So far, I have written about some specific incidents and adventures since I have been in my sabbatical trip. So now I want to spend some time just describing life in Zambia.

First off, everyone is very friendly. Sometimes it can even be overwhelming how friendly folks are. Every day when we walk around (more on that later) we are greeted by and/or greet everyone we pass. It often goes something like this:

“Hello”
“Hi. How are you?”
“Fine, and you?”
“Good.”
“Have a good day.”
“You too.”

Note, in the above, fine is actually good, as is OK. So it will be strange being back home where those are usually reserved for when things aren’t so good.

Now, if there are children involved, high-fives are generally added to the routine. And this starts just down the street form us where the kids live there never seem to tire of them, even if we pass by 3 or 4 times in a day. As they spot us, they start jumping up and down, saying “high-five, high-five”, of course we oblige having them run out to the road and gather around us as we spread our high-fives around as evenly as possible.

The picture below is of the family after we also gave them some toys one day as we passed. That is followed by a shot a week or so later of one of the girls doing a great job with the jump rope that was part of what we distributed.

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You will probably notice in the picture that that road is pretty sandy. This is the case just about everywhere. Even the main roads have sandy shoulders, so every day my feet are a few shades darker between the time I get home and when I can wash them.

Given that I was in this neck of the woods last year, and it was sandy everywhere, I am not sure why I was surprised to find the same thing in Zambia (a.k.a. Sandbia – name thanks to Jeff, another volunteer who was here).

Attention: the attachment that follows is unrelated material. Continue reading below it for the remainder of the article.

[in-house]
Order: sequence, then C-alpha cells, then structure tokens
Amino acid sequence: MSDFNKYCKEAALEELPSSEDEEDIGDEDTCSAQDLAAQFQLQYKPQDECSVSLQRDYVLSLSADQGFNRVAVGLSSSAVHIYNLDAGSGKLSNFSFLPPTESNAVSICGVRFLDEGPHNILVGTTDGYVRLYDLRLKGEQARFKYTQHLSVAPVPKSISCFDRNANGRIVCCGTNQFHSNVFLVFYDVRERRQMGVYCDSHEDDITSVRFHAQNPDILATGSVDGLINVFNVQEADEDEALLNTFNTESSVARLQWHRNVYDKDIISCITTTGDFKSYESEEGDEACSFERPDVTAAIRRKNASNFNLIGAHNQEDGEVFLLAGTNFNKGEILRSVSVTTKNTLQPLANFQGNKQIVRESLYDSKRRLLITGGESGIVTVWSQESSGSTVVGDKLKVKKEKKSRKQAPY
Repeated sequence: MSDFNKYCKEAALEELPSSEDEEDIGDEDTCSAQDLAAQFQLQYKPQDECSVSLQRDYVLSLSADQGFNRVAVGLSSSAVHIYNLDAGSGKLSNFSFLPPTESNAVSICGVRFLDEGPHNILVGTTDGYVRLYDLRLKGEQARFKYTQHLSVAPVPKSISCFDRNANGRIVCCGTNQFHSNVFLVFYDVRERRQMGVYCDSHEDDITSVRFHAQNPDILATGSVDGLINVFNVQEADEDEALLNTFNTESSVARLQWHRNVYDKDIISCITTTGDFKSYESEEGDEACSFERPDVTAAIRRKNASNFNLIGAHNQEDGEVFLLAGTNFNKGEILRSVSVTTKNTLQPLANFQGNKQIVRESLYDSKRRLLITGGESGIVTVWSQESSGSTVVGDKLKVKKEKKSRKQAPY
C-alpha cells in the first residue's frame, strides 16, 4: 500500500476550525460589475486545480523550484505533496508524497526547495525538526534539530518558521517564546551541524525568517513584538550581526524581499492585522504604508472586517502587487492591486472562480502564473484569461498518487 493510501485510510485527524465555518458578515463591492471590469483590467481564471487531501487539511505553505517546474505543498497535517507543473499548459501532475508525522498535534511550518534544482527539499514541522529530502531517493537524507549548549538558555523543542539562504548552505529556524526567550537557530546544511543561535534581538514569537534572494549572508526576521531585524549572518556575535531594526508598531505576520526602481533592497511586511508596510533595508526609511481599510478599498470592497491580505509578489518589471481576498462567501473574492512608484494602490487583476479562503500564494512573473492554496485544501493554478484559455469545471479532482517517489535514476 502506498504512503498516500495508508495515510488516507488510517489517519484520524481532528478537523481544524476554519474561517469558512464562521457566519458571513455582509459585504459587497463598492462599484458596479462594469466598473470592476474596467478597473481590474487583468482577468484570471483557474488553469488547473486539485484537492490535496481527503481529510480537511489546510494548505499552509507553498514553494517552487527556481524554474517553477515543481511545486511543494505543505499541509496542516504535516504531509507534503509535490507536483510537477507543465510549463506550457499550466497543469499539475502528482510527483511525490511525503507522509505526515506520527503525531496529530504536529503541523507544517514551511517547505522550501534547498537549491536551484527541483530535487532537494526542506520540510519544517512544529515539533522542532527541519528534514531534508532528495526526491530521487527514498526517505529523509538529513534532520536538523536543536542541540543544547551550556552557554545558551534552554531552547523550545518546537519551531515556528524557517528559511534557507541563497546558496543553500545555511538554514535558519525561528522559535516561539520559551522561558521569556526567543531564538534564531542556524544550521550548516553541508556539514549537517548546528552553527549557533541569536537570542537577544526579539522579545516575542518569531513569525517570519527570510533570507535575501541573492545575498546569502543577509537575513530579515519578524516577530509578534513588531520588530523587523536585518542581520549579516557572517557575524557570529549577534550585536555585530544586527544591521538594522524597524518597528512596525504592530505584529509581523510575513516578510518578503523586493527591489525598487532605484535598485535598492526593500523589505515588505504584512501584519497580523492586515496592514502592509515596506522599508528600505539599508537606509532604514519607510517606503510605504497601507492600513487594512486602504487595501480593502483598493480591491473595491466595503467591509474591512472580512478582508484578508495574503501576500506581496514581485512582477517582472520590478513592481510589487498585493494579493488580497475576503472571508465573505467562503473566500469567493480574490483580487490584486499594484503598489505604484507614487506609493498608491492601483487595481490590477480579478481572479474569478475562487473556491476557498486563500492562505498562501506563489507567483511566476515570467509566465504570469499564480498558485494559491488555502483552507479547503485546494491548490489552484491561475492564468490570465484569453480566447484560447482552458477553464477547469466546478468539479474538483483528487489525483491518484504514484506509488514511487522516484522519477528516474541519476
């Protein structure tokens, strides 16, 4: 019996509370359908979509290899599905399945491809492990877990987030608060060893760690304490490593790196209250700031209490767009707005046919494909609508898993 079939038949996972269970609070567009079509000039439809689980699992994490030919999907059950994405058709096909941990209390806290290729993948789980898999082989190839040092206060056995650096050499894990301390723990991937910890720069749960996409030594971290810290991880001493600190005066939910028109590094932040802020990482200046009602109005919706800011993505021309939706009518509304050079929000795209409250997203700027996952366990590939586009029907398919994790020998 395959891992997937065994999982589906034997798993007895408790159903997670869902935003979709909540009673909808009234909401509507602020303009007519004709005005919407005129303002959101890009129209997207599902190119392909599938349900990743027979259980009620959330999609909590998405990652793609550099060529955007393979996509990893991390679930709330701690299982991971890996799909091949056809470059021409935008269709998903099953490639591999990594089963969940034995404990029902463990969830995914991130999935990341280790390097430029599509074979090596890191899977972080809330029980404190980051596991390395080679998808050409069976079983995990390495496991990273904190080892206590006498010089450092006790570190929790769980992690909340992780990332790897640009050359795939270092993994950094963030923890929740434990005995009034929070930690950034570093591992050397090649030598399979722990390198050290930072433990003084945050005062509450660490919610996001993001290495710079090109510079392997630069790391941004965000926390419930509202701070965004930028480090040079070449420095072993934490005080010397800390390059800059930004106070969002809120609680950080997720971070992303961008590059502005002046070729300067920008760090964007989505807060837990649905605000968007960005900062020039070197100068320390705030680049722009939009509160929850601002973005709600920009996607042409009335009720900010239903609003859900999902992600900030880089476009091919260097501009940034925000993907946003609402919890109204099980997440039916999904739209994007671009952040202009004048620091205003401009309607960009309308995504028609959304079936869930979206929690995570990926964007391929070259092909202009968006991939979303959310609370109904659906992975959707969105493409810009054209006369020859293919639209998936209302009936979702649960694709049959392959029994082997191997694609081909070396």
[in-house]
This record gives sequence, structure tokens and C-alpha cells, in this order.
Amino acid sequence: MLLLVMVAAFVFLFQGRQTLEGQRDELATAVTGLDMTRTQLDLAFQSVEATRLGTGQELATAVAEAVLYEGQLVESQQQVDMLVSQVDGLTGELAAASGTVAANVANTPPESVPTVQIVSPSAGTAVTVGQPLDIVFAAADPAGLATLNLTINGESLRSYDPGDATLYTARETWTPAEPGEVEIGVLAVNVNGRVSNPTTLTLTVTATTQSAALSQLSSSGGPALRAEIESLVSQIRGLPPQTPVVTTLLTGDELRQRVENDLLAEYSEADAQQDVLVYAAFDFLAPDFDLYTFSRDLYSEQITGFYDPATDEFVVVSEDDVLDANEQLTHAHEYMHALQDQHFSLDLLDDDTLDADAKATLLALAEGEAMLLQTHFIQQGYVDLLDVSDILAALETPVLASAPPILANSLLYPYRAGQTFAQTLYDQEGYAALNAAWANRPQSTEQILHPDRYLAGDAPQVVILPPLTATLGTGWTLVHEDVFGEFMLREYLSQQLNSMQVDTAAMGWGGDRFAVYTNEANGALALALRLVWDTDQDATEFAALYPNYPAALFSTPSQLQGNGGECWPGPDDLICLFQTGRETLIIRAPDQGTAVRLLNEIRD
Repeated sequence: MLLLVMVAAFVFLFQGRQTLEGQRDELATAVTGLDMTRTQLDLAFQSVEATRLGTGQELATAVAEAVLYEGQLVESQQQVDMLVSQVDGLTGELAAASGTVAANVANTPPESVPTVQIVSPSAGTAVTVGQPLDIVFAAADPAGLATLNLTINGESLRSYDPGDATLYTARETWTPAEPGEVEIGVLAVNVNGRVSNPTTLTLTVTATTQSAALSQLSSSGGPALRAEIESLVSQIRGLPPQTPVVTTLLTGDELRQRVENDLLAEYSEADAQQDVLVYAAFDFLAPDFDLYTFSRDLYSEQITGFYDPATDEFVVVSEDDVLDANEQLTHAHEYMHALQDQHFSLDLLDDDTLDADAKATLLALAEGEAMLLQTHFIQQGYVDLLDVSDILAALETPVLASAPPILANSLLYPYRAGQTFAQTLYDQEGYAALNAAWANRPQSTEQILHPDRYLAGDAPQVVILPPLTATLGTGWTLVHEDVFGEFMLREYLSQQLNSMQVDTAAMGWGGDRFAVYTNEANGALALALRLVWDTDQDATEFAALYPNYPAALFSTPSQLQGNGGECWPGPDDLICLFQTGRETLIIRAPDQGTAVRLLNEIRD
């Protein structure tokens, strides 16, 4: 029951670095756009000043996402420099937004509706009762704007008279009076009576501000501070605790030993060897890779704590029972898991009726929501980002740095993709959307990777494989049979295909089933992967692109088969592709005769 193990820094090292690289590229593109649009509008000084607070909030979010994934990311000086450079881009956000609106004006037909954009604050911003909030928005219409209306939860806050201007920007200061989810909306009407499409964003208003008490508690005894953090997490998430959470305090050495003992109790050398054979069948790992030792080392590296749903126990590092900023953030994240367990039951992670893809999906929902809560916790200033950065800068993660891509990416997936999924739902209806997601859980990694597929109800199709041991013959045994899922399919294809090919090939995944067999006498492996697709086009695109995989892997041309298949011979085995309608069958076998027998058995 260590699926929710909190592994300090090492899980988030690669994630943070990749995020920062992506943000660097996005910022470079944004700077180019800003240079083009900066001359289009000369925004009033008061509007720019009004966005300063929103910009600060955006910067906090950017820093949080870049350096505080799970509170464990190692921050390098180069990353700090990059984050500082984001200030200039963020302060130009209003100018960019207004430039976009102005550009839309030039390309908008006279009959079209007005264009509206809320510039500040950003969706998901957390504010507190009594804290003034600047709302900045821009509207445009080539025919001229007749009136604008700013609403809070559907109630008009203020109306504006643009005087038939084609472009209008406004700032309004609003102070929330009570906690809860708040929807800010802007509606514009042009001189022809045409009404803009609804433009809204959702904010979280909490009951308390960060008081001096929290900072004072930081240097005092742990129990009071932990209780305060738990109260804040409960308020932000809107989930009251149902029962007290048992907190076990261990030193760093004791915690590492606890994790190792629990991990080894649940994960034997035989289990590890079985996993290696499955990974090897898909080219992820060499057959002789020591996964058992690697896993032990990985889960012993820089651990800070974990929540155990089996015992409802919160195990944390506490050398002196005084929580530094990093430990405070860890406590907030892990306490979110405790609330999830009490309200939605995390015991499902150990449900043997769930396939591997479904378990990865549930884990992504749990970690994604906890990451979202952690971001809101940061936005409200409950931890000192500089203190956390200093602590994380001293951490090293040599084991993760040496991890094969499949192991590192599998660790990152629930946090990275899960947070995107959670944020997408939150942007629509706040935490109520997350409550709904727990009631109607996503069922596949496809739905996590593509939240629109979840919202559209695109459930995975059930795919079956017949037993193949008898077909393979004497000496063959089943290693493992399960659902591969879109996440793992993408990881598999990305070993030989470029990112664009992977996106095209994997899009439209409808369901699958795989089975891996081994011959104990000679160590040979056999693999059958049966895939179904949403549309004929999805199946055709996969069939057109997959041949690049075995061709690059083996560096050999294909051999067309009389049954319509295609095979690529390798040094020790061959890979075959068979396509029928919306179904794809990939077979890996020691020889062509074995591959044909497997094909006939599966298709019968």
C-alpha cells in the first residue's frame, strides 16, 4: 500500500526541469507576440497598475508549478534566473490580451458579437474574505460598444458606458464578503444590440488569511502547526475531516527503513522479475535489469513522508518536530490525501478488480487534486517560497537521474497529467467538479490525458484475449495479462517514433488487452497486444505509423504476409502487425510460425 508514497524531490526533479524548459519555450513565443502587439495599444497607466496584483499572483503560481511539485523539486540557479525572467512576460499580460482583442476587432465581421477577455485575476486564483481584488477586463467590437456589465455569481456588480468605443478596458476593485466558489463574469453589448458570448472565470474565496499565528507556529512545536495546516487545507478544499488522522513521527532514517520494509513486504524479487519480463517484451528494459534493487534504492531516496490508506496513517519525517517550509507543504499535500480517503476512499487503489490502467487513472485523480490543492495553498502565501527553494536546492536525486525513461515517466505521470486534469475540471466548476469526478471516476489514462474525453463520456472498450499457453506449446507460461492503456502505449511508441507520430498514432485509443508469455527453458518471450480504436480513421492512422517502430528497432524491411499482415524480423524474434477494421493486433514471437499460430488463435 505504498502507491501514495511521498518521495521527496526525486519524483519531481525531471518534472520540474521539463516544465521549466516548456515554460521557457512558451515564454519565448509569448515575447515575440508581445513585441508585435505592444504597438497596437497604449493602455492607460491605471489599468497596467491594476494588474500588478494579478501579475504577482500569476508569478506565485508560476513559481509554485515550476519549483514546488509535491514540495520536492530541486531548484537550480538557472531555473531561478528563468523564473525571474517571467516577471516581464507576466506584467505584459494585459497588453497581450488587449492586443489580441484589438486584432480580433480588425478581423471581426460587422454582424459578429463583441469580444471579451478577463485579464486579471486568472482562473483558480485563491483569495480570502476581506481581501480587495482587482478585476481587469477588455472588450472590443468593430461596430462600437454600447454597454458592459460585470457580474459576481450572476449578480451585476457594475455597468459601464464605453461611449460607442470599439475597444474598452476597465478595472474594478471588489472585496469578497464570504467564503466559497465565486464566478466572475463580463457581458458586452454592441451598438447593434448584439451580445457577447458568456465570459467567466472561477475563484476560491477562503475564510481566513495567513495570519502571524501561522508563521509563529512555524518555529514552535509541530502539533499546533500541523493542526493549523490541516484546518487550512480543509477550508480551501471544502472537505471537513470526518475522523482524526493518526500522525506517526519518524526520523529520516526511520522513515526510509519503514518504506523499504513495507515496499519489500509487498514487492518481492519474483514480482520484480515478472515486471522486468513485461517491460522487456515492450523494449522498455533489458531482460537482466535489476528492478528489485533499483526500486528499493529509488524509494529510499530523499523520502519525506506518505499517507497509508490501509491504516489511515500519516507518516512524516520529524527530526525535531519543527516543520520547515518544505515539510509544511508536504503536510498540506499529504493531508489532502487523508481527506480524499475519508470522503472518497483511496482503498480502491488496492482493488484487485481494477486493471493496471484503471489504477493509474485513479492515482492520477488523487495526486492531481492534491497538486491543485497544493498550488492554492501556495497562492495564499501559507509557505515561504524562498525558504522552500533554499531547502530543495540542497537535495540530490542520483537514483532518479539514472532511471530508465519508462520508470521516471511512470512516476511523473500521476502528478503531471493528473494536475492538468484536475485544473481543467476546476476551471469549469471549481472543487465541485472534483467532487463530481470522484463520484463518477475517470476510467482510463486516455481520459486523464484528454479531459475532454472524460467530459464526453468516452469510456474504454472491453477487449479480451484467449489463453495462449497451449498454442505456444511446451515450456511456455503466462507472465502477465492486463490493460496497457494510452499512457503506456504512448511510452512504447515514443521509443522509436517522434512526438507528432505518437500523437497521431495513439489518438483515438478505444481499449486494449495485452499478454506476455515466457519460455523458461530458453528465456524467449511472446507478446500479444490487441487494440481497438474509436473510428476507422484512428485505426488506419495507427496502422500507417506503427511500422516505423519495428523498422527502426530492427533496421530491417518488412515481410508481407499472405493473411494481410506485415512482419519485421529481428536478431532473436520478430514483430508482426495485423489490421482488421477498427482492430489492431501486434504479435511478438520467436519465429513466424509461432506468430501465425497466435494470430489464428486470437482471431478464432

Every day when I get home, I have to dump the sand out of my shoes into the trash. And most of my socks have met with the dustbin since there are holes in the toes. Of course, the white ones are also now a shade of brown, even after washing. The first picture below is before washing and the second is after, my guess is that you really won’t notice the difference.

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So back to that walking thing. People here walk just about everywhere. Yes, there are taxis for longer trips, but by that I mean really longer. For example, the school where I am working is about 5 minutes away by taxi (I know because we took one on we when had a lot of things to bring as donations, including 3 globes). Yet normally we walk and that takes us 50-60 minutes each way. The way there is quite nice as it hasn’t gotten hot yet, and it is mostly down hill. The way home, on the other hand, slopes gently upwards most of the way, and as we are walking between 12:30 and 1:30 it is quite warm.

And the walking is quite nice, especially combined with the friendliness. You just don’t see that back home since folks just drive everywhere and don’t have the chance to greet others on a daily basis.

In addition to walking to and from the school everyday, I tend to walk to and from town at least a couple of times a week. And that is also about a 45 minute walk, each way. As you can see from the link below, the town itself is not that big, so once there, I often find that I am walking all the way through town to the ShopRite to buy some groceries. Food is included here, but sometimes you find that you are longing for something from home, for instance the kumquats that I found the other day.

http://www.maplandia.com/zambia/southern/livingstone/livingstone/

And there is the ever present water tower to find as a landmark close to home if you should ever feel the slight bit lost.

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But the best part of walking through town for groceries is stopping for gelato along the way. After burning off so many calories walking, it seems rightfully fair to indulge. And on top of that, the small serving is just a perfect small treat with two flavors. And very good flavors they are, and super fresh – a most amazing find so far from Italy.

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There is much more to tell, but I will save that for later when I share more details about life in the volunteer house as well as what it has been like to teach English here. So I will leave you with a parting shot of one of the sand roads near the volunteer house.

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Wendy

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